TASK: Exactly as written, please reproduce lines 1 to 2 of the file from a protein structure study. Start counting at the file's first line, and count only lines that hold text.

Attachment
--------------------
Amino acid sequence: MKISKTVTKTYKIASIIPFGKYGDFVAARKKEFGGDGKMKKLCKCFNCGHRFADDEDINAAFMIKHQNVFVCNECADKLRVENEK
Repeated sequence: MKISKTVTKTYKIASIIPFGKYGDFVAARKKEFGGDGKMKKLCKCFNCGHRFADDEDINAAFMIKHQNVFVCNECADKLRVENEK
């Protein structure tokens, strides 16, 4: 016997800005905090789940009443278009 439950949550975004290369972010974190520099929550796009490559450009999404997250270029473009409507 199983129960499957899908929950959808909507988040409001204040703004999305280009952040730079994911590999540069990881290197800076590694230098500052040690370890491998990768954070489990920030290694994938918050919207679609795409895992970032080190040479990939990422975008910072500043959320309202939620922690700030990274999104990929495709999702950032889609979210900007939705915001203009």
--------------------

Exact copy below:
Amino acid sequence: MKISKTVTKTYKIASIIPFGKYGDFVAARKKEFGGDGKMKKLCKCFNCGHRFADDEDINAAFMIKHQNVFVCNECADKLRVENEK
Repeated sequence: MKISKTVTKTYKIASIIPFGKYGDFVAARKKEFGGDGKMKKLCKCFNCGHRFADDEDINAAFMIKHQNVFVCNECADKLRVENEK